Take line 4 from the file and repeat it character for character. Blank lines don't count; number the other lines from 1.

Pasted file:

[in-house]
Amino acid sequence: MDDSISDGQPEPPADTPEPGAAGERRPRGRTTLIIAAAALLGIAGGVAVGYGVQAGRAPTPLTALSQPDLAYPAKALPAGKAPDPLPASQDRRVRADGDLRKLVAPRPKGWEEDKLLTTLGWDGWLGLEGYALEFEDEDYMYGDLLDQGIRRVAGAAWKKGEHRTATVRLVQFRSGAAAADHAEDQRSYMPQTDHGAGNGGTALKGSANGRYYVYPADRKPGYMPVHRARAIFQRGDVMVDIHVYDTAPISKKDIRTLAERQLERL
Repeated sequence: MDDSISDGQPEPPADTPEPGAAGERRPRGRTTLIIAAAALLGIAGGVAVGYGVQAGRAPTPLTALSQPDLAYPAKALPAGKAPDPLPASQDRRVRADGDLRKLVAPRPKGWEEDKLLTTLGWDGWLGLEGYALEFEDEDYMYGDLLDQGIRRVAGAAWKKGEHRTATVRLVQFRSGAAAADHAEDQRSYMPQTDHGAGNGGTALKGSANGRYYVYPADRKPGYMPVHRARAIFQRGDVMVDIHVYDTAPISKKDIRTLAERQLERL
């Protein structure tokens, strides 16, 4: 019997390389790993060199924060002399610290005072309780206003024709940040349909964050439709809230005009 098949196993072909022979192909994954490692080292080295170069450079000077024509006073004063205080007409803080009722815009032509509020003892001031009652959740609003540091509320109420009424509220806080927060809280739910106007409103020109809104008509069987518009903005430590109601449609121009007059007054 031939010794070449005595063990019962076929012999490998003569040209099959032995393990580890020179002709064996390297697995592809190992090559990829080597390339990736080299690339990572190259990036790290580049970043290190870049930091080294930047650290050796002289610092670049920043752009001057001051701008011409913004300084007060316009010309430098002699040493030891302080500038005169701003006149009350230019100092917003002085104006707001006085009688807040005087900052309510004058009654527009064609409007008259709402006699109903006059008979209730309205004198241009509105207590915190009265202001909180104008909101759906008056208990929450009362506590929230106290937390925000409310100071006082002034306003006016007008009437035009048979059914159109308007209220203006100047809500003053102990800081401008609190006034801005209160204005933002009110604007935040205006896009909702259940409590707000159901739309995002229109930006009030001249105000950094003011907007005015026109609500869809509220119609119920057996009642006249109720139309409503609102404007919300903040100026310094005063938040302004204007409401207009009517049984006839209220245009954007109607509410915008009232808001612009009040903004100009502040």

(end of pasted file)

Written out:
């Protein structure tokens, strides 16, 4: 019997390389790993060199924060002399610290005072309780206003024709940040349909964050439709809230005009 098949196993072909022979192909994954490692080292080295170069450079000077024509006073004063205080007409803080009722815009032509509020003892001031009652959740609003540091509320109420009424509220806080927060809280739910106007409103020109809104008509069987518009903005430590109601449609121009007059007054 031939010794070449005595063990019962076929012999490998003569040209099959032995393990580890020179002709064996390297697995592809190992090559990829080597390339990736080299690339990572190259990036790290580049970043290190870049930091080294930047650290050796002289610092670049920043752009001057001051701008011409913004300084007060316009010309430098002699040493030891302080500038005169701003006149009350230019100092917003002085104006707001006085009688807040005087900052309510004058009654527009064609409007008259709402006699109903006059008979209730309205004198241009509105207590915190009265202001909180104008909101759906008056208990929450009362506590929230106290937390925000409310100071006082002034306003006016007008009437035009048979059914159109308007209220203006100047809500003053102990800081401008609190006034801005209160204005933002009110604007935040205006896009909702259940409590707000159901739309995002229109930006009030001249105000950094003011907007005015026109609500869809509220119609119920057996009642006249109720139309409503609102404007919300903040100026310094005063938040302004204007409401207009009517049984006839209220245009954007109607509410915008009232808001612009009040903004100009502040």